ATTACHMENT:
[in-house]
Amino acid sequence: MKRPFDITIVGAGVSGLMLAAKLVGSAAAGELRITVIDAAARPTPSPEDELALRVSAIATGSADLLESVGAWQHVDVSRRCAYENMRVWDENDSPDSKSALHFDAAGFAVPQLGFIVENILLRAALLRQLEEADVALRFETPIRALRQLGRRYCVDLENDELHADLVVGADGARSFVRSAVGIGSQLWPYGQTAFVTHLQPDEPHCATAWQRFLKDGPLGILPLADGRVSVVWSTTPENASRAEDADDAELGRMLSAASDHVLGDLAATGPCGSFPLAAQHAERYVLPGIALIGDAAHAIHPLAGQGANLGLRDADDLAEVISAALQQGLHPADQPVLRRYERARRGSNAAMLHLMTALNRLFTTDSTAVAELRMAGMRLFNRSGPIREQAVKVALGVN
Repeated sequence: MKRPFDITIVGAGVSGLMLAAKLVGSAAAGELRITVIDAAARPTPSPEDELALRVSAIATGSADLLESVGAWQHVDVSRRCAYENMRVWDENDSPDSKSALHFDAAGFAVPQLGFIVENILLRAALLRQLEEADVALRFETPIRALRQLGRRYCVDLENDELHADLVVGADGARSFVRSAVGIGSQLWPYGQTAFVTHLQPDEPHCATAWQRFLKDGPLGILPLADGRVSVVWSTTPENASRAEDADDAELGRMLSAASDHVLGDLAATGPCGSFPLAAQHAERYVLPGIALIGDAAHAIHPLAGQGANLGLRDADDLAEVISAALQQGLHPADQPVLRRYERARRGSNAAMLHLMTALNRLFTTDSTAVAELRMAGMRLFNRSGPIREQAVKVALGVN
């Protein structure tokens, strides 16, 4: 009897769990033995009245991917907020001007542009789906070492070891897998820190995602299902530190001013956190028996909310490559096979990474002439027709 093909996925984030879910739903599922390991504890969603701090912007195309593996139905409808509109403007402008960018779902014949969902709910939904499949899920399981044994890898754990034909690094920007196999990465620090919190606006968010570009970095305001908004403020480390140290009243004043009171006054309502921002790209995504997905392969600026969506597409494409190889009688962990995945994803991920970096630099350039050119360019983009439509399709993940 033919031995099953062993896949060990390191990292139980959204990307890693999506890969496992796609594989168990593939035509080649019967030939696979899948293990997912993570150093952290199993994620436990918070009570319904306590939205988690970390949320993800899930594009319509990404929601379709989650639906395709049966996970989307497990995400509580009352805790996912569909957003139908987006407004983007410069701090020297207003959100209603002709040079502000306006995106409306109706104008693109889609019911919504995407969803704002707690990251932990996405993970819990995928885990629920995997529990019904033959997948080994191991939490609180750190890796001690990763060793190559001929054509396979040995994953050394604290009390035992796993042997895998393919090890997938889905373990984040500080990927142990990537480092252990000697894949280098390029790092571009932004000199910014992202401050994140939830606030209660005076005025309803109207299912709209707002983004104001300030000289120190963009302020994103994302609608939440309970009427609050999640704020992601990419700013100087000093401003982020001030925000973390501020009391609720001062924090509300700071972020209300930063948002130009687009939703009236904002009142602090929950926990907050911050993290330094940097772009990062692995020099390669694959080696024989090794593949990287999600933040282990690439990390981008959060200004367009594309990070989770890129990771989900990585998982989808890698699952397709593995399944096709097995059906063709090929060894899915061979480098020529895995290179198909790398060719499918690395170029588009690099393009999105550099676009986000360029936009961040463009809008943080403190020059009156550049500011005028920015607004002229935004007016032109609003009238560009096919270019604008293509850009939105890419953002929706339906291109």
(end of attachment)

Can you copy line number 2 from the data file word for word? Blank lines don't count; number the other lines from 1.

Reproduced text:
Amino acid sequence: MKRPFDITIVGAGVSGLMLAAKLVGSAAAGELRITVIDAAARPTPSPEDELALRVSAIATGSADLLESVGAWQHVDVSRRCAYENMRVWDENDSPDSKSALHFDAAGFAVPQLGFIVENILLRAALLRQLEEADVALRFETPIRALRQLGRRYCVDLENDELHADLVVGADGARSFVRSAVGIGSQLWPYGQTAFVTHLQPDEPHCATAWQRFLKDGPLGILPLADGRVSVVWSTTPENASRAEDADDAELGRMLSAASDHVLGDLAATGPCGSFPLAAQHAERYVLPGIALIGDAAHAIHPLAGQGANLGLRDADDLAEVISAALQQGLHPADQPVLRRYERARRGSNAAMLHLMTALNRLFTTDSTAVAELRMAGMRLFNRSGPIREQAVKVALGVN